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South Africa detects new COVID-19 variant with multiple mutations

South Africa detects new COVID-19 variant with multiple mutations

JOHANNESBURG: South African scientists have detected a new COVID-19 variant in a small number of cases and are working to understand its potential implications.

“Unfortunately we have detected a new variant which is a reason for concern in South Africa,” virologist Tulio de Oliveira told a hastily-called news conference on Thursday (Nov 25).

“It is unfortunately causing a resurgence of infections.”

The variant, called B.1.1.529, has a “very unusual constellation” of mutations that could help the virus evade the body’s immune response and make it more transmissible, scientists said.

They added that early signs from diagnostic laboratories suggest the variant has spread rapidly in the most populated province of Gauteng – which includes Johannesburg and the capital Pretoria – and may already be present in the country’s other eight provinces.

The variant has also been detected in Botswana and Hong Kong among travellers from South Africa.

Health Minister Joe Phaahla said the variant was of “serious concern” and behind an “exponential” increase in reported cases, making it “a major threat”. The country’s daily COVID-19 infections shot to more than 1,200 on Wednesday, up from around 100 earlier this month.

However, it was too early to say whether the government would impose tougher restrictions in response, said Phaahla.

The government-run National Institute for Communicable Diseases (NICD) recorded 22 cases of the B.1.1.529 variant in the country following genomic sequencing.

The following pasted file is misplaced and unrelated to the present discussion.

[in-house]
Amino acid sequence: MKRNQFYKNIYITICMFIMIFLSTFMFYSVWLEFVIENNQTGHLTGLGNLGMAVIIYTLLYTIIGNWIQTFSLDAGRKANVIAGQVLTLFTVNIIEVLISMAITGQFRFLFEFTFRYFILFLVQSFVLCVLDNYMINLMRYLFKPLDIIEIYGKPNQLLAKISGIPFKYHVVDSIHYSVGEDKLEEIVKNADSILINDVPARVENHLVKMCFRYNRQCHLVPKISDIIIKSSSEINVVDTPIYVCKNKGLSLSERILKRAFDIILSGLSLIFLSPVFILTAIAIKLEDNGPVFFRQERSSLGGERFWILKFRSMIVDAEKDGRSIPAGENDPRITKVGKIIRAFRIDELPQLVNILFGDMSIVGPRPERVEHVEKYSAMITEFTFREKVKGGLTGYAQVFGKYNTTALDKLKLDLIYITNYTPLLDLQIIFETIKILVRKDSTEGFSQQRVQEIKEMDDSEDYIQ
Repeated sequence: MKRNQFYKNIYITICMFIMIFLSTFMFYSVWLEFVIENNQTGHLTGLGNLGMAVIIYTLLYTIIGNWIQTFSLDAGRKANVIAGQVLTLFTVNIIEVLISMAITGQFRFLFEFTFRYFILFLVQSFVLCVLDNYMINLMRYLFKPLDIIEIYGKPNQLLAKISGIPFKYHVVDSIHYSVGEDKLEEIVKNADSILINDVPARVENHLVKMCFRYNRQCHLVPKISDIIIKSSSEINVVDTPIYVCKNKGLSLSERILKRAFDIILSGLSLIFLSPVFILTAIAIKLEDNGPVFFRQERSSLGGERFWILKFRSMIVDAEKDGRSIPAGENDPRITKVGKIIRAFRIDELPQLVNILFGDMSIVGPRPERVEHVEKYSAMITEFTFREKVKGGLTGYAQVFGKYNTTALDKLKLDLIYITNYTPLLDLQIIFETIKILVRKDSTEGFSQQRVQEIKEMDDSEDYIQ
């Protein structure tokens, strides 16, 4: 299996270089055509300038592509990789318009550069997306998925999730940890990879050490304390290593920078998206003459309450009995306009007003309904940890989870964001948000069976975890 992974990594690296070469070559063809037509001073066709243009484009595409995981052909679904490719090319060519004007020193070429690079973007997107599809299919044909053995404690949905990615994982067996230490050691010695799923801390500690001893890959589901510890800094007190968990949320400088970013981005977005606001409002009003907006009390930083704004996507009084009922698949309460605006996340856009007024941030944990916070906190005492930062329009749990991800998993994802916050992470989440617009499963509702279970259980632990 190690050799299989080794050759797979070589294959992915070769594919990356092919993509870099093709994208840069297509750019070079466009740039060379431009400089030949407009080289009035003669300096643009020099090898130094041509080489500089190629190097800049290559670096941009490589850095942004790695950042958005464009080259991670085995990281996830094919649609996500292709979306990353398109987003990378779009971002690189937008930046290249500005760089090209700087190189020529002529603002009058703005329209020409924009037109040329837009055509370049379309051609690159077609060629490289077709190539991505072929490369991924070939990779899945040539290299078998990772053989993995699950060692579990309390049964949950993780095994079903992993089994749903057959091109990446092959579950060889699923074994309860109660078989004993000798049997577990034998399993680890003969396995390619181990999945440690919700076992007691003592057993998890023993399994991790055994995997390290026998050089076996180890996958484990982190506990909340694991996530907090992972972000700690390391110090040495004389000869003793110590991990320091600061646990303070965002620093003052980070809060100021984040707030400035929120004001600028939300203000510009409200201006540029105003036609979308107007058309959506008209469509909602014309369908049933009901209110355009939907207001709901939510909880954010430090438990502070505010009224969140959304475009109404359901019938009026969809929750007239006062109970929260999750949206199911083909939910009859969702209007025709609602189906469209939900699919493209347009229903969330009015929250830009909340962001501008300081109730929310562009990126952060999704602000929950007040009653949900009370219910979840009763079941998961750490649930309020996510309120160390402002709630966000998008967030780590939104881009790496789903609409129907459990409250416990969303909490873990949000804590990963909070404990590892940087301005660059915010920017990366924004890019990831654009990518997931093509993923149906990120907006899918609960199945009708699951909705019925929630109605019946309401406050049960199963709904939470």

“Although the data are limited, our experts are working overtime with all the established surveillance systems to understand the new variant and what the potential implications could be,” the institute said in a statement on Thursday.

Infections are “increasing quickly” in three provinces.

A cluster outbreak was recently identified, concentrated at a higher education institute in Pretoria, said NICD.

South Africa has requested an urgent sitting of a World Health Organization (WHO) working group on virus evolution on Friday to discuss the new variant.


Scientists said the new variant has at least 10 mutations, compared to two for Delta or three for Beta.

“What gives us some concerns (is) that this variant might have not just have enhanced transmissibility, so spread more efficiently, but might also be able to get around parts of the immune system and the protection we have in our immune system,” said researcher Richard Lessells.

So far the variant has been seen spreading especially among young people.

But the coming days and weeks will be key to determining the severity of the variant, Lessells said.

Neutralising the variant is “complicated by the number of mutations this variant” contains, said scientist Penny Moore.

“This variant contains many mutations that we are not familiar with,” she added.

Before the detection of the new variant, authorities had predicted that a fourth wave would hit South Africa around the middle of December, buoyed by travel ahead of the festive season.

South Africa was the first country to detect the Beta variant last year.

Beta is one of only four labelled “of concern” by the WHO because there is evidence that it is more contagious and vaccines work less well against it.

The country detected another variant, C.1.2, earlier this year, but it has not displaced the more common Delta variant and still only accounts for a small percentage of genomes sequenced in recent months.

After a rather slow start to South Africa’s vaccination campaign, around 41 per cent of adults have received at least a single dose, while 35 per cent are fully vaccinated.

The country has the highest pandemic numbers in Africa with around 2.95 million cases, of which 89,657 have been fatal.

South Africa detects new COVID-19 variant with multiple mutations

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